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« Title IX Approaches the Bench: Cross-Examination in Sexual Misconduct Hearings | Main | Educational System Unprepared to Accommodate Unaccompanied Migrant Children »

Revocation of the 2011 Dear Colleague Letter: Who was it protecting?

In the era of #MeToo, the public is more aware than ever about sexual violence; but what about college campuses? Approximately 13,224,000 women will be attending degree-granting institutions in the United States (U.S.) in the fall of 2019.  At a time when college women are three times as likely to experience sexual violence, and only a small percentage are reporting these incidents to authorities due to embarrassment, concern it was not significant, or it would not be investigated or taken seriously, all students need a safe and equitable environment to live and learn.  How do college campuses balance these responsibilities?    

The higher education community is still waiting for final guidance from the U.S. Department of Education Office for Civil Rights (OCR) on campus sexual misconduct. Despite Executive Order 13777 garnering 16,376 public comments, of which 99% supported Title IX and 97% supported upholding the 2011 Dear Colleague Letter on Sexual Violence, OCR published a Dear Colleague Letter on September 22, 2017, withdrawing the 2011 Dear Colleague Letter and 2014 Questions and Answers on Title IX and Sexual Violencestating the documents did not provide clear guidance for institutions or equitable Title IX inquiries for both parties.  In the interim, U.S. Secretary of Education, Betsy DeVos released interim guidance on campus sexual misconduct.  In November 2018, OCR released a Notice of Proposed Rulemaking to make these changes official.  

Some say that colleges may be the most direct beneficiaries of the changes, allowing them more leniency in their policies and procedures.  Proponents of the changes say it decreases liability of colleges, which would allow them to increase support to victims, and improves the rights of the accused. Critics of the Proposed Rulemaking, including the American Civil Liberties Union (ACLU) and the National Women’s Law Center, were particularly concerned with the mandatory cross-examination by advisor, which all students may not be able to afford, the narrowed definition of sexual harassment to only ‘pervasive and egregious behavior’ and the requirement of colleges to only investigate claims reported to the proper official and that occurred within a college’s program or activities (i.e., not off-campus).  In addition, some are concerned that it may discourage sexual assault survivors from reporting incidents, although that was not the new policy’s purpose.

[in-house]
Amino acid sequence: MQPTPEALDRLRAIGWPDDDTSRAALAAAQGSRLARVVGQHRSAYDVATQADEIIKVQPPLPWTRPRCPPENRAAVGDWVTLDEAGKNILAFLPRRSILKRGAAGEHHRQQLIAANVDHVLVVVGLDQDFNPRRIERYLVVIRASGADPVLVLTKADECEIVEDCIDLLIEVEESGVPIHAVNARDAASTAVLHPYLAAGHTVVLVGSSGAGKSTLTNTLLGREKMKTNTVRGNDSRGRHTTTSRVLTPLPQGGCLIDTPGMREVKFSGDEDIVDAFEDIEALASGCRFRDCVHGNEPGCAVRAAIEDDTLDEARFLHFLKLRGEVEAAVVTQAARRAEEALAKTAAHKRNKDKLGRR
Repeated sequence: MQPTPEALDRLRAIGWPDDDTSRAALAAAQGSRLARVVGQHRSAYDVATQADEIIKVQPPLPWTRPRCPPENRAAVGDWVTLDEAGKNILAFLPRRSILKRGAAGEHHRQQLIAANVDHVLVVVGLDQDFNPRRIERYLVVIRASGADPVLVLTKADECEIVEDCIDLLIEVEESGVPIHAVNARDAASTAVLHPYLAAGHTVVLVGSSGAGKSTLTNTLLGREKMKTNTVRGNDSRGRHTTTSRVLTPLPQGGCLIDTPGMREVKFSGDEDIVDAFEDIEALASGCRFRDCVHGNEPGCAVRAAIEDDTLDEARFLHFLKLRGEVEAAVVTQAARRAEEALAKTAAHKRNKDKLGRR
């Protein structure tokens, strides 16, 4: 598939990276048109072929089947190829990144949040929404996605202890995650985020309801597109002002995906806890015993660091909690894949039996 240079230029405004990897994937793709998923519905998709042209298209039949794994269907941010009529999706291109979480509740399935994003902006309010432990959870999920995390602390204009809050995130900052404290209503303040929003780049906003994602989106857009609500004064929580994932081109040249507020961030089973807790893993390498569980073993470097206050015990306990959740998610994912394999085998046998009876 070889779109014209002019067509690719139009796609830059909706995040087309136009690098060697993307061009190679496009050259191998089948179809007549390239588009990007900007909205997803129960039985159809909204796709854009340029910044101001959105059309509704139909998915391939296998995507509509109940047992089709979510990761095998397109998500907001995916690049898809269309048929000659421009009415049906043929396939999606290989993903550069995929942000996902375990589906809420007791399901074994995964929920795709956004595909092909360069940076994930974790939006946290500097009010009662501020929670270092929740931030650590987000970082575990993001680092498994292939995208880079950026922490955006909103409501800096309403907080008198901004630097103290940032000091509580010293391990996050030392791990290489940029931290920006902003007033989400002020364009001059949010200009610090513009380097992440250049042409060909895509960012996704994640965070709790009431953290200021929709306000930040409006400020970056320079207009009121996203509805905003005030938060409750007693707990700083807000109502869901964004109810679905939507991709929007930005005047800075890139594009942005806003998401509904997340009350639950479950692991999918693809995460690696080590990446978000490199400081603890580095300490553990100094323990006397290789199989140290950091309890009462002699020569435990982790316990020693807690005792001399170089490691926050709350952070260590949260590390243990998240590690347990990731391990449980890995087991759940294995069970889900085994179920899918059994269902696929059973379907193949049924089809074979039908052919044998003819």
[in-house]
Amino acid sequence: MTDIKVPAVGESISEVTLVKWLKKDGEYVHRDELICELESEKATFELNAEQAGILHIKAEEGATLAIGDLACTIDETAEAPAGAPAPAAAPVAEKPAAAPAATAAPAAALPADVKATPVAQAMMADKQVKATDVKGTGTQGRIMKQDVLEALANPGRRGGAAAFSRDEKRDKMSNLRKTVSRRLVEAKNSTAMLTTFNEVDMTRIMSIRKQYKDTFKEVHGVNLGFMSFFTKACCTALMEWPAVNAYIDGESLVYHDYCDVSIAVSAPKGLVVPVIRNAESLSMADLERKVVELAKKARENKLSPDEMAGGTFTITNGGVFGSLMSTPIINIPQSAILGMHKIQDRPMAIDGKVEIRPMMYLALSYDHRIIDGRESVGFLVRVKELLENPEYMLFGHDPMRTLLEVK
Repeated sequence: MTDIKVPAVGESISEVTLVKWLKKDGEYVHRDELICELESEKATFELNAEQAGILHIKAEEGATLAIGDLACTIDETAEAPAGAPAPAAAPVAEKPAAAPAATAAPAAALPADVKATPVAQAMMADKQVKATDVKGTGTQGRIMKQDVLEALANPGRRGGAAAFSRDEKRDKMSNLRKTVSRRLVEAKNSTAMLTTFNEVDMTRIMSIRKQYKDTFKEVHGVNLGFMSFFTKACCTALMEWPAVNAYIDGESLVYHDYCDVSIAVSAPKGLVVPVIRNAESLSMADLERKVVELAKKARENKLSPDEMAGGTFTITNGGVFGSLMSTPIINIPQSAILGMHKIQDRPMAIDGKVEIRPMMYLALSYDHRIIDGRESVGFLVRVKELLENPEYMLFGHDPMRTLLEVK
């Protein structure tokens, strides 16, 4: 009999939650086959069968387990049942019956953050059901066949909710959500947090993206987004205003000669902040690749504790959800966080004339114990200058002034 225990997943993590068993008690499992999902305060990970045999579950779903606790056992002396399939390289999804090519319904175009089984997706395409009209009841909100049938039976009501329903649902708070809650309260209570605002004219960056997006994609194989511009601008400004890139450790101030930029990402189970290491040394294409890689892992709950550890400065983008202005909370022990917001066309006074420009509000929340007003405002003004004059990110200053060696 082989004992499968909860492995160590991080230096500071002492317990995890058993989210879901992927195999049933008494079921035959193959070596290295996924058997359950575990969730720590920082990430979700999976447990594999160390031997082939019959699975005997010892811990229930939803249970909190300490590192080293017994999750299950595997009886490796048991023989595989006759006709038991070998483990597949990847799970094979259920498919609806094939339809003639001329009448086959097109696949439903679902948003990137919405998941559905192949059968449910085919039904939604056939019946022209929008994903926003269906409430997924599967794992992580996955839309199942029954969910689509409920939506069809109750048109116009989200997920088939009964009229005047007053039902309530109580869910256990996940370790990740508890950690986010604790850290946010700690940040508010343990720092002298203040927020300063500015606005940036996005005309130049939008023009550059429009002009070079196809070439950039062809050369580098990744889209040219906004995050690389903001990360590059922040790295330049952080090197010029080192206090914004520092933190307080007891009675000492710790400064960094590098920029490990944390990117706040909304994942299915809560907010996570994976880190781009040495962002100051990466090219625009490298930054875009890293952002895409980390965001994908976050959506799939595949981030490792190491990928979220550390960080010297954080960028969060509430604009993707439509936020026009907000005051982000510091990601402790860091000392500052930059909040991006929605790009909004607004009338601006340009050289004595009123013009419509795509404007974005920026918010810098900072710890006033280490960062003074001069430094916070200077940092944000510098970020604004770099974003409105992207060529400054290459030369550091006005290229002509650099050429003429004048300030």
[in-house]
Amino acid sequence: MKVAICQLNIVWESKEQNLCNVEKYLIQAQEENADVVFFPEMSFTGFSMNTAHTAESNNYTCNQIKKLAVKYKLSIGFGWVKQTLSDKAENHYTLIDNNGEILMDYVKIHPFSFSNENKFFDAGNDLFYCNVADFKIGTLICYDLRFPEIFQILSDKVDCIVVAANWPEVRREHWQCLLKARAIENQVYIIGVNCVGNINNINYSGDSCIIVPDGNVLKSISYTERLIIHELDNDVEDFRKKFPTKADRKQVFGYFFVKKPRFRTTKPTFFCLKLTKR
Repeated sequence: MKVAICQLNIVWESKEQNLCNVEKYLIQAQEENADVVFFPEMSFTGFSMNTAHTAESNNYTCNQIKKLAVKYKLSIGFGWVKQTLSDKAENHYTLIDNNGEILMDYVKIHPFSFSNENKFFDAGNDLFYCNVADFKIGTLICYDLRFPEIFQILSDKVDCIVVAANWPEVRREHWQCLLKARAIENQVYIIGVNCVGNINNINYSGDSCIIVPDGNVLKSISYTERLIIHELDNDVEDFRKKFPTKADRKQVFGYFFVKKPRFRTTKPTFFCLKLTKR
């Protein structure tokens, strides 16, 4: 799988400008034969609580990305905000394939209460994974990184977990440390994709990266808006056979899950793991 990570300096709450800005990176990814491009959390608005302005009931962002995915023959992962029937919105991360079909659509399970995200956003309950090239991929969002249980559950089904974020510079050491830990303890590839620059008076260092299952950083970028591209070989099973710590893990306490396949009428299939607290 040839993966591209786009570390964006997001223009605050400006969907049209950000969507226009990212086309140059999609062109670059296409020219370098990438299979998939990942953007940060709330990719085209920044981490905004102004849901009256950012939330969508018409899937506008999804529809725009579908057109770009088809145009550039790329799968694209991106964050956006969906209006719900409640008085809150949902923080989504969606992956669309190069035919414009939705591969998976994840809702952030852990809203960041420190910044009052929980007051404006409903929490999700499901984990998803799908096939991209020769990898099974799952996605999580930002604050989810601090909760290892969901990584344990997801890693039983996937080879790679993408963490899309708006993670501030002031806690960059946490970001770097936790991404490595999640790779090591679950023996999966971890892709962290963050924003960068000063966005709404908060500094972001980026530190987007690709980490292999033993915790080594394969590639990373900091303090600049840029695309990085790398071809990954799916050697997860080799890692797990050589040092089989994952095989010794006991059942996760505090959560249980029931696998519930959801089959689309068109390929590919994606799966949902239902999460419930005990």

Marshall University has had a series of Title IX lawsuits, filed against them due to their alleged mishandling of campus sexual assault cases.  In one case, Gonzalez v. Marshall University Board of Governors, a student was repeatedly exposed to her attacker, while he remained on campus.  In addition, during the student conduct hearing, the accuser was aggressively cross-examined by the accused’s private attorneys, while she did not have counsel present.  Also, the hearing was not conducted by properly trained individuals, and physical evidence was not permitted due to the ongoing criminal trial.  The accused later entered a Kennedy plea (see Kennedy v. Fraiier) in the criminal case, which created a loophole for him to return to the university based on their policies, and the accuser left the university as a result.  Similarly, Doe 1 v. Baylor University was a case filed by 10 former students that accused Baylor of not adequately investigating their claims of sexual assault. While their Title IX claims were denied due to statute of limitations, their state-law claims of negligence and breach of contract were upheld. 

Sexual violence on our college campuses is an epidemic, and Title IX’s aim is to protect students and employees and provide a more equitable learning environment.  Title IX is not perfect but was revoking guidance that clearly had public support the answer?  Do universities need more leniency in application of Title IX?  Does the government need to provide the necessary training and resources to enforce the regulations that were already in place?  In the end, who was revocation of the 2011 Dear Colleague Letter ultimately protecting?   

This is a guest post from Nicole Hacker, a PhD student and research graduate assistant in the Department of Educational Leadership at Central Michigan University.


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